Cybercrime is a growth ‘industry’ and this is partly being driven by a code of trust between buyer and seller, with digital crooks required to have a ‘license’ on three-quarters of dark web platforms, says research by HP’s threat research blog.
“Much like the legitimate online retail world, trust underpins cybercriminal commerce between buyers and sellers,” said HP, adding that 77% of cybercriminal forums required threat actors to hold a “vendor bond” or “license to sell” costing up to $3,000.
Moreover, 85% of such criminal spaces use escrow payments – transactions that only go through once a specific condition has been met – while 92% offer dispute resolution services.
“Every marketplace analyzed provides vendor feedback scores,” said HP. “Given the risk of law enforcement takedowns and disruption by rivals, cybercriminals can stay a step ahead by transferring reputation between marketplaces – as the average lifespan of a dark website is only 55 days.”
Pile it high, sell it cheap
But if vendors are expected to invest a tidy sum to set up shop, buyers can enjoy services on the cheap – over three quarters of advertisements for malware and nine in ten exploits are sold for less than $10. The average asking price for a set of stolen remote desktop protocol credentials is just half that.
This is facilitating an ‘off-the-shelf’ criminal culture, in which crooks with few coding skills can purchase ready-made equipment and try their luck at cybercrime.
“Vendors are selling products in bundles, with ‘plug and play’ malware kits, malware as a service, and tutorials and mentoring services all reducing the need for technical skills and experience to conduct attacks – in fact, few threat actors today are advanced coders,” said HP.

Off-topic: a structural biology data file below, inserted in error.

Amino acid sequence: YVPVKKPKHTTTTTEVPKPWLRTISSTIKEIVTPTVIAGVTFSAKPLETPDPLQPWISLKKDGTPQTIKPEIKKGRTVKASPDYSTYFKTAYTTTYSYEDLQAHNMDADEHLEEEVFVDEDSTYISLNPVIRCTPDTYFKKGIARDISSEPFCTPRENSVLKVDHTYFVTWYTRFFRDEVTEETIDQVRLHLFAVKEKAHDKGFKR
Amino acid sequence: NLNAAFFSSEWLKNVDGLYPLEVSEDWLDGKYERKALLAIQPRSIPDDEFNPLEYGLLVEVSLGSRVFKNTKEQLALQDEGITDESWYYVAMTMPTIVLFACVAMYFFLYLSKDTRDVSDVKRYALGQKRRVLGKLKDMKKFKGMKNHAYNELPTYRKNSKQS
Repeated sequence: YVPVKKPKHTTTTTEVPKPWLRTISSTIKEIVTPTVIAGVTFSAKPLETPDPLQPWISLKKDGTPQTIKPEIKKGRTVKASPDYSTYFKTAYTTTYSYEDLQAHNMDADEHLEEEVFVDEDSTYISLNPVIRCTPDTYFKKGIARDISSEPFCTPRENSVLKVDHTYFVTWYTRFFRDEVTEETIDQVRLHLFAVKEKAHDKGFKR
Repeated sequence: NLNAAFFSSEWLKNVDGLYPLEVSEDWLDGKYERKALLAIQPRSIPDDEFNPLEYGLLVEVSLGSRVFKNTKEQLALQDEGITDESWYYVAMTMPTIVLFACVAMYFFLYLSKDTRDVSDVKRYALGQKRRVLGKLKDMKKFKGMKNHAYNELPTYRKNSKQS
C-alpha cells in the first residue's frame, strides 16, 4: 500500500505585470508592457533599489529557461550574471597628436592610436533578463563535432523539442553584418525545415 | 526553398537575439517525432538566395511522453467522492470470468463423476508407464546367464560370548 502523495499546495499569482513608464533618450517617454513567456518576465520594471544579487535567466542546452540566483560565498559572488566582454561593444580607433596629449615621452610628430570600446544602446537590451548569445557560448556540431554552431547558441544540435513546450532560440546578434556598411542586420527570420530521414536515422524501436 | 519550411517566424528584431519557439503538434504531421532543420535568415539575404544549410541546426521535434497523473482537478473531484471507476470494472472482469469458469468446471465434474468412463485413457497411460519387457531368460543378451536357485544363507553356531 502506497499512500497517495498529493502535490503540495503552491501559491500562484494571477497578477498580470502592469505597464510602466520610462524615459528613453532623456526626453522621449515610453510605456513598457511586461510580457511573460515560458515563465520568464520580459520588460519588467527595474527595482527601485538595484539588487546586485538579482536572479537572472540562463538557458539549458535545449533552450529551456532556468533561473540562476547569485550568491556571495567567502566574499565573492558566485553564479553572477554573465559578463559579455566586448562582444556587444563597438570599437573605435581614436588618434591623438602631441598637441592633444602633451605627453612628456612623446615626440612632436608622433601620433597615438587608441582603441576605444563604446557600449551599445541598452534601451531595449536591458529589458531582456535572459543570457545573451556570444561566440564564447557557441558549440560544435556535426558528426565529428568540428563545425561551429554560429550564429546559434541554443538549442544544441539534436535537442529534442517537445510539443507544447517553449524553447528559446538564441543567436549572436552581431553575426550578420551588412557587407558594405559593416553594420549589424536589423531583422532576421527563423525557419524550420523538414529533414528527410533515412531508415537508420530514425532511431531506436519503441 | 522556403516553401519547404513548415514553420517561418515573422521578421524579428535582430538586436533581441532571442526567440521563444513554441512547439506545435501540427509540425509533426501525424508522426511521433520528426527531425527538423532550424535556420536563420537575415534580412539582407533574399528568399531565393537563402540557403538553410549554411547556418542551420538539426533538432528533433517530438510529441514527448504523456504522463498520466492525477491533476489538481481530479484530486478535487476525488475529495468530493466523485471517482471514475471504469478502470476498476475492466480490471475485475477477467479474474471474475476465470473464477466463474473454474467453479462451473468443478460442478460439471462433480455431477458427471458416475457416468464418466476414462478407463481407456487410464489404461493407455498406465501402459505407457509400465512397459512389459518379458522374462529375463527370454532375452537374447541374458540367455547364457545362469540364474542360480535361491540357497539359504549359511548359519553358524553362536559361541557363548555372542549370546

But access to potentially more lucrative targets such as Microsoft commands a much higher price on average.
“Cybercriminals are focusing on exploiting known bugs in popular software that will allow them to get a foothold and take control of systems,” said HP. “Examples include the Windows operating system, Microsoft Office, web content management systems, and web and mail servers.”
A foot in the door with these kinds of targets can cost anywhere between $1,000 and $4,000, while a zero-day exploit – a vulnerability not yet publicly known – stretches into the tens of thousands. Much of this trade in “high-end exploits” occurs in private channels on what HP calls the “invisible net.”
Cybercrime is booming
Citing the FBI, HP said cybercrime reports had increased steadily between 2008 and last year, for which the estimated total cost weighed in at just under $7 billion.
“Cybercrime is booming,” it said. “This is being driven by an increasingly professionalized, specialized, and collaborative underground supply chain that is harming individuals and businesses alike.”
And it warned this trend will likely continue over the next five to ten years. “As organizations embrace digital transformation and IoT [the internet of things, arising from the proliferation of web-connected gadgets], attackers will likely take advantage of the attack surface these create. We could see a growth in extortion attacks using the threat of data destruction against sectors that depend on IoT devices, particularly against those who rely on infrastructure in time-sensitive and critical ways.”
HP is urging organizations to focus on “mastering the basics” including adopting multifactor authentication and ensuring their employees become more “cyber-aware.” It also emphasized the importance of resilience and teamwork in the face of adversity, for instance drilling staff with worst-case scenarios, conducting penetration tests using authorized or white-hat hackers, and gathering and sharing threat intelligence with industry peers.
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